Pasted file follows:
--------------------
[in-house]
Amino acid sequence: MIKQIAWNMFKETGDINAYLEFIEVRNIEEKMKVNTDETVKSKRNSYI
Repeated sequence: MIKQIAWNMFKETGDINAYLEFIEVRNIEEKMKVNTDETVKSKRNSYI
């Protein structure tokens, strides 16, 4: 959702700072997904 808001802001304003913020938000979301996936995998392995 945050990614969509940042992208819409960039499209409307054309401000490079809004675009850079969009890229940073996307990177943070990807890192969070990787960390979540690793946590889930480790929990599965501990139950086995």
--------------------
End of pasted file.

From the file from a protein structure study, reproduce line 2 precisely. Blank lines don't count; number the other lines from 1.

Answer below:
Amino acid sequence: MIKQIAWNMFKETGDINAYLEFIEVRNIEEKMKVNTDETVKSKRNSYI